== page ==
Saturday, February 27, 2010
My mother's parents
I spent a good bit of the day yesterday on the phone talking to my aunt, my mother's older sister who is almost 88 years old and gave me a lot of information about her parents. When Aunt Quetita laughs, she sounds like a girl. She is sharp as a tack, too. This is about her parents, my grandparents on my mother's side.
They met in a railroad station in Trinidad, Colorado. Ernestina's parents were part of the establishment in that town, and she was a good Catholic girl who had fallen in love with a soldier who was not Catholic. Over the period of two years, they met each other only three times before they were married. Since he was not Catholic, it was a bit of a scandal and the long-time priest at the church would not marry them. However, the parents were able to find another Catholic priest to bless the union, and the marriage of Mr. and Mrs. Leo Rice was launched.
Ernestina bore six children to Leo, starting with my uncle Anthony and then Quetita. Leo became a hotel manager and moved from place to place, trying to find a climate that would be healthy for his fragile firstborn son. My mother, Rita, the third child, was born in Springfield, Illinois. Eventually they moved to Southern California, where Ernestina had three more children: Edmund, Joseph, and finally Ernest. Six children in all, before Ernestina spoke with a doctor who told her how she could avoid having any more children. (She didn't know how come she kept getting pregnant, Quetita says.)
By this time, they had settled in Bakersfield, California. Leo was the manager of the Bakersfield Inn and eventually rented the attached drive-in restaurant. He managed the hotel and the very successful "Leo's Drive-In." It didn't hurt his profits that his wife was the cook for the entire restaurant, his two lovely (and buxom) daughters the carhops, and his sons all worked for next to nothing. Before long, they had moved to a large, two-story home.
My childhood memories of their beautiful house on V Street in Bakersfield (where we spent long periods when Daddy was gone TDY, temporary duty) included the most amazing grape arbor over the carport, which seemed to be always laden down with huge bunches of green seedless grapes. I would eat them until I was sick. The back yard continued a long way back, the first part a yard with fruit trees, Felix the duck who swam around in a large metal tub, and beyond that an overgrown rose garden, with fragrant roses assaulting my young nose. Funny how often smells bring back memories. I remember one time when I was actually living there long enough to attend school in Bakersfield.
As a child you live in your own world and don't really think about the adult world, or at least I didn't. I know that when my father was stationed outside of Fairfield, California, we spent a great deal of time in Bakersfield as well. That house is filled in my memories with many good times.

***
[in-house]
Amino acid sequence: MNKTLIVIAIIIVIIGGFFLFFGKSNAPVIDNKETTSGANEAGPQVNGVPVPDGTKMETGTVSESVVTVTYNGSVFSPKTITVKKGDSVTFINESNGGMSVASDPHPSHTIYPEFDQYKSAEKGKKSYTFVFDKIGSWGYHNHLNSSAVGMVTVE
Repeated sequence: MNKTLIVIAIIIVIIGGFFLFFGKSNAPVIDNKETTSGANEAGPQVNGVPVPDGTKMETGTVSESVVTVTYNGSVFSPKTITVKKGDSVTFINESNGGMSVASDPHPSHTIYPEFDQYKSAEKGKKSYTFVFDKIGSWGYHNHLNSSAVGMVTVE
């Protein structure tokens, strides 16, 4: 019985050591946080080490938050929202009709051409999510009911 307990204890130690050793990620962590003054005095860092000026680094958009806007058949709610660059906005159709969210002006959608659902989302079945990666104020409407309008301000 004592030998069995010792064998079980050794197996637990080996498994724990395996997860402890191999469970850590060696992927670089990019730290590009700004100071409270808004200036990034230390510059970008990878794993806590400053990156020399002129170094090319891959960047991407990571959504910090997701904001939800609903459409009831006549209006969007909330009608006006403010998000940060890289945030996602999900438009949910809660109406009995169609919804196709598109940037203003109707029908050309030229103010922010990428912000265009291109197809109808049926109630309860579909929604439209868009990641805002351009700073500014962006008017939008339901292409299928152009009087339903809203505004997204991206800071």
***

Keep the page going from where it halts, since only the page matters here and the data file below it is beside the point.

Leo developed diabetes and was very ill for many of the last years of his life, and he only lived to be 62. In my mind, though, he was extremely frail and old. My mother was very close to her father and suffered terribly when he died. I remember that she even had to go away for awhile, and as an adult I learned that she suffered a nervous breakdown during that time. There were three of us by then: me, my sister Norma Jean and little P.J. (Patricia June was always known by her initials as a baby.)
When Leo died, his wife of all those years learned that he was a gambler and had mortgaged that beautiful house to the hilt, without her knowledge. She was turned out of her home, and Grandma (I only called her that) never forgave Leo for what he had done. Years later when I was taking care of her in Santa Monica, after my bicycle trip across the country, I remember taking her to the cemetery where her son Joseph was buried. Leo was also buried there, and I asked her if she wanted to visit his grave too.
She stood beside me rapping the ground with her cane, looking straight ahead, before she answered me with an emphatic "No!" Even though it had been decades, she still would not forgive him. Grandma lived on for several more years, but she finally died at the age of 79, living many years longer than the doctors believed she would.
I learned from my grandmother that carrying grudges around can be very debilitating and harmful to the one carrying them. She had her children's and her grandchildren's lives to live, but I don't think she ever developed one for herself. It was very hard for me to leave Grandma after five months of caring for her, but I did, because I saw I would be swallowed up into her life and she would try to live hers through me.
This is the way it used to be for women, and I am also struck again by how much has changed in our culture during the past century. Ernestina was Mrs. Leo Rice, mother of six. I wonder who she would have been if the seed of her life had fallen into more fertile ground?